Tuesday, November 14, 2006

Upward mobility

The whatever-it-is has been suspended.


It has also been even more extensively pruned; horticulturists in Pretty Lady's social circle will be receiving half-rooted cuttings as stocking-stuffers this year. Roots were installed in a mix of half potting soil, half epiphyte bark, and fertilizer has been sharply curtailed. Either the monster plant will burst forth in a riot of frantic enflorescence, or suddenly expire.

Pretty Lady confesses that it makes her feel ever so slightly uneasy, having this bizarre life form dangling above her head as she goes about her cooking, but she can now see freely through the window onto the fire escape, where the miniature rose bush has still a few tremulous blossoms. She promises that this current obsession with domestic affairs will cease, shortly, and she will return to esoteric obfuscations as soon as she's back from the co-op.

5 comments:

k said...

Now that looks much more like it should. I see a nice airy basket lined with coco matting too. They like air.

I commend your courage! Epiphytes are not for everyone. Especially indoors.

Of course, if this doesn't help, Desert Cat and I may end up with egg on our faces...

prettylady said...

Now, I take full responsibility should any epiphyte disaster occur. It would not be the first time I lost a plant because it outgrew this particular sunny spot in the kitchen; once they get so big, there's just nowhere else for them to go. This plant was always a gigantic experiment. And the cuttings do root splendidly.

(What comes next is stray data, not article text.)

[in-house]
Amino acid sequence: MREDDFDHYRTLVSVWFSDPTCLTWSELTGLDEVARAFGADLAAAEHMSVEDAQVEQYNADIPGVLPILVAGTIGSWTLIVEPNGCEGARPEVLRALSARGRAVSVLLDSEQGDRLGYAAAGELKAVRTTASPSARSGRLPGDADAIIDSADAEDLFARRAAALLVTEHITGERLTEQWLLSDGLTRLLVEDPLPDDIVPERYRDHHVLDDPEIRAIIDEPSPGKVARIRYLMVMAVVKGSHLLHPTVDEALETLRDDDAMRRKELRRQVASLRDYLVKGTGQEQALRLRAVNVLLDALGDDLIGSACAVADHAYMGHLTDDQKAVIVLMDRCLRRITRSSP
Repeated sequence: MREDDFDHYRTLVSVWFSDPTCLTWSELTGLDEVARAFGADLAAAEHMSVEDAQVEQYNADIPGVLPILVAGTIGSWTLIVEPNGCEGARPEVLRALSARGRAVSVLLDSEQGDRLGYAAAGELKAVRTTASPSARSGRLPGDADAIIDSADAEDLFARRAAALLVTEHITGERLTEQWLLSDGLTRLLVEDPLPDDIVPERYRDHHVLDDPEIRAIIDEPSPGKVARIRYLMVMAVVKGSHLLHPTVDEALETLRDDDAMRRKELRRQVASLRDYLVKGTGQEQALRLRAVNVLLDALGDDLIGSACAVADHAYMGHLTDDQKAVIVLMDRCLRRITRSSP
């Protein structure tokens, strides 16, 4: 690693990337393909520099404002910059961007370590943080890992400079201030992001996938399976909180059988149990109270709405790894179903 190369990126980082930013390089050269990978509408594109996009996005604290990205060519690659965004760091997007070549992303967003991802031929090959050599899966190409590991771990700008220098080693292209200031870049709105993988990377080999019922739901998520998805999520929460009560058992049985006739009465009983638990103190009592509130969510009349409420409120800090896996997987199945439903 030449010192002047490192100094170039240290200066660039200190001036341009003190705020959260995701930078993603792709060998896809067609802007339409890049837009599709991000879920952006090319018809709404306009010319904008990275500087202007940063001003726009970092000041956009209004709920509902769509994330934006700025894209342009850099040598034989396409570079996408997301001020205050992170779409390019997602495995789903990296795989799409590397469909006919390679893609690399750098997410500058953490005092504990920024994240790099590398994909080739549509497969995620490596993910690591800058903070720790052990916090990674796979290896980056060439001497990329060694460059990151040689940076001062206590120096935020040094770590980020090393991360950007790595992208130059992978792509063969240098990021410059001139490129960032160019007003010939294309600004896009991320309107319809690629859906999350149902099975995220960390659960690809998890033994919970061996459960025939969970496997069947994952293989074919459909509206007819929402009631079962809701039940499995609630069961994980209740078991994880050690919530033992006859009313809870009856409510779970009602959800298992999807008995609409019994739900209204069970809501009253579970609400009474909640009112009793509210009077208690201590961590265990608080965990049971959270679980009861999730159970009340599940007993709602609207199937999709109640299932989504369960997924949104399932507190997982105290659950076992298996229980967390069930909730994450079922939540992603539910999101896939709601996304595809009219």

BoysMom said...

Since you all here seem to know much more about exotics than I do, I have a plant problem as well that I would appreciate some help with.
I have a Tillsandia (actually, it's my husband's, but watering is my responsibility since I'm home with it) that seems to be dying of dehydration. In spite of being spritzed at least ten times a day. It hangs from a wire over the kitchen sink so I see and spray it often. Is there any other way to care for/water it? Would it live if I stuck it, say, half under water?
Our air is incredibly dry--between natural dryness and forced air heat, and I'm sure that's what's doing it in.

Anonymous said...

I had a Tillandsia Recurvata (aka Ball Moss) that I set on a desk and never did anything to, including watering. It bloomed.

I got it off a live oak tree in my front yard in Austin. So it was basically living in its natural environment, only indoors.

I don't know what type if tillansdia yours is, but you may consider not watering it so much, or spritzing *near* it as opposed to *onto* it. Or maybe place a dish of water under it to humidify the immediate environment? Seems like the presence of the sink should do the trick.

Good luck!

Beck

Granny J said...

Anon may have a problem with the chlorination. I had afine granite out back which had lovely moss in season, season being during the summer and winter rains only. I thought to water it so that I had a lovely moss other seasons. Guess what! It turned up its toes & never came back. The chlorination of the household water is the only thing I could think of.